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Councils, campers and tourism: Practical solutions may be on the way

Councils, campers and tourism - Local Government March 2017

By Linda O’Reilly, Partner, Brookfields Lawyers

Given the lateness of summer this year, it is probably an appropriate time to talk about camping. When the Freedom Camping Act was introduced in 2011 its stated purpose was “to address the adverse effects of freedom camping”. But the default position under the Act is that freedom camping is permitted in any local authority area or conservation area unless it is restricted or prohibited in accordance with a bylaw, a freedom camping notice (in a conservation area) or by any Act.
The initial approach of some local authorities was to introduce bylaws that rather too enthusiastically prohibited freedom camping without proper regard to the fact that such a bylaw must not have the effect of absolutely prohibiting freedom camping, or to the necessity to sufficiently address the nuisance the bylaw would address.
The spirited intervention in the making of such bylaws by the New Zealand Motor Caravan Association (NZMCA), including its willingness to engage in legal proceedings, has since led to a more measured and cautious approach.
However, the Act has continued to cause frustration to regulators and campers alike. Central government is concerned that it may be having an adverse impact on tourism. In October last year the then Minister of Local Government, Peseta Sam Lotu-Iiga, announced he had appointed a joint working party to “improve the effectiveness and reliability of the local bylaws system and specifically prioritising the freedom camping regime”.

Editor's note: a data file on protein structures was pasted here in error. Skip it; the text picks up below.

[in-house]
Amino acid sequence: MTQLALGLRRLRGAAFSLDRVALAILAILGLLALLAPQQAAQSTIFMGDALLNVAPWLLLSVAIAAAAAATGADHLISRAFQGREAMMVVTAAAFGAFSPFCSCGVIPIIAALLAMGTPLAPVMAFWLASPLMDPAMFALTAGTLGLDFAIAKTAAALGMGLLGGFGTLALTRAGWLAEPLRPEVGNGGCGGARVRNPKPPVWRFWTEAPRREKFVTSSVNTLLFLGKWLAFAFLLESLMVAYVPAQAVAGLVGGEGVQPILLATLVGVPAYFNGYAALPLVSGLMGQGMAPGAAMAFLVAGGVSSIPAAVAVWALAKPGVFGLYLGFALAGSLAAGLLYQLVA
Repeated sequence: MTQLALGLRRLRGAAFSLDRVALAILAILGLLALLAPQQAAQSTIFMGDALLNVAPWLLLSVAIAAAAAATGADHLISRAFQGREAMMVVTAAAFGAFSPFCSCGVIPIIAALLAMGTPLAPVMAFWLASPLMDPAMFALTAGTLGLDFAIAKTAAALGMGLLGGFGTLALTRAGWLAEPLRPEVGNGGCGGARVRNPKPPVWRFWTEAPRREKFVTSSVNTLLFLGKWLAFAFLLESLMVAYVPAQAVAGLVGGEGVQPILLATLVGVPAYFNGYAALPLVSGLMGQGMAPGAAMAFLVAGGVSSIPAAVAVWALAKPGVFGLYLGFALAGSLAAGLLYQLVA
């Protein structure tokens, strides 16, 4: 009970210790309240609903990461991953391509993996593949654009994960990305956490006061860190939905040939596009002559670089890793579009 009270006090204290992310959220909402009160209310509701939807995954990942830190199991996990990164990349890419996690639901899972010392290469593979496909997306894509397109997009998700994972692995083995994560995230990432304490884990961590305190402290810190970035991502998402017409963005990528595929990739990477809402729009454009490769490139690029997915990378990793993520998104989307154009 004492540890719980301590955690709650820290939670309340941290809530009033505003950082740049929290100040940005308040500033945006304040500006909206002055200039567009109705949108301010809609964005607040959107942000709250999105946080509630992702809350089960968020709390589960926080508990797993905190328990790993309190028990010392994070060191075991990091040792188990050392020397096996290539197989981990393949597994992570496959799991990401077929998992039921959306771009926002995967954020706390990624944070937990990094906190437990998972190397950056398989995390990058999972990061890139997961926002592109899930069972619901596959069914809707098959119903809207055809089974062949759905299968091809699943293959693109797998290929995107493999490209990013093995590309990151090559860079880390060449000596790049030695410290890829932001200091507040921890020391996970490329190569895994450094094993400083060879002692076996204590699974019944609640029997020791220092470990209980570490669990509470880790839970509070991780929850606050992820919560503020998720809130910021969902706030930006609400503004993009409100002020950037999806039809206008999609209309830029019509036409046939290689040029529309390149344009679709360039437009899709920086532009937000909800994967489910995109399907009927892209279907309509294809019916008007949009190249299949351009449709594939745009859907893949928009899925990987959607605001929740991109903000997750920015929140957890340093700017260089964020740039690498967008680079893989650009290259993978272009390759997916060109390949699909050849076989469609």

He reported that in the previous year 44,000 international travellers went freedom camping while in New Zealand. In addition, the NZMCA, whose members have somewhat dominated the debate over freedom camping, has a membership of 68,500.
Part of the problem appears to be that tight controls over camping locations by some councils mean that freedom campers are concentrated in a limited number of locations. The Minister said: “when councils regulate locally they need to be thinking regionally and nationally about the impact”.
This is a big ask for local authorities under pressure from local communities to protect local amenities.
A good insight on the issues is provided in the paper produced by Internal Affairs and the working group. The paper, Managing Freedom Camping in Public Places: National Situational Analysis, identifies six key problems with the implementation of the Act. These include a shortage of available camping areas displacing and concentrating campers in fewer areas, and increasing the rate of non-compliance with bylaws.
It is also suggested the media play a role in undermining goodwill towards freedom campers, that diverse regimes and regulators create inconsistent messages to campers, and that there are gaps in the information made available to freedom campers.
Added to this is the fact that overseas visitors can easily avoid infringement penalties when they leave the country.
On a more technical level is the patchwork of regulatory regimes that allow for regulating camping in public places variously under the Freedom Camping Act, the Reserves Act, the Land Transport Act, the Local Government Act and the Trespass Act.
As a result of the paper, Internal Affairs and the working group have established work streams that should result in some practical means to address these problems:

  • The production of a guidance document for councils on freedom camping management, including both enforcement and non-regulatory measures to mitigate harm;
  • Creating a national dataset of all freedom camping restrictions and prohibitions throughout New Zealand; and
  • Working with the Responsible Camping Forum to provide consistent messaging to freedom campers.

Longer term, and arising from current work streams, there will be an analysis to determine if amendments are required to the Freedom Camping Act.


This article was first published in the March 2017 issue of NZ Local Government Magazine.

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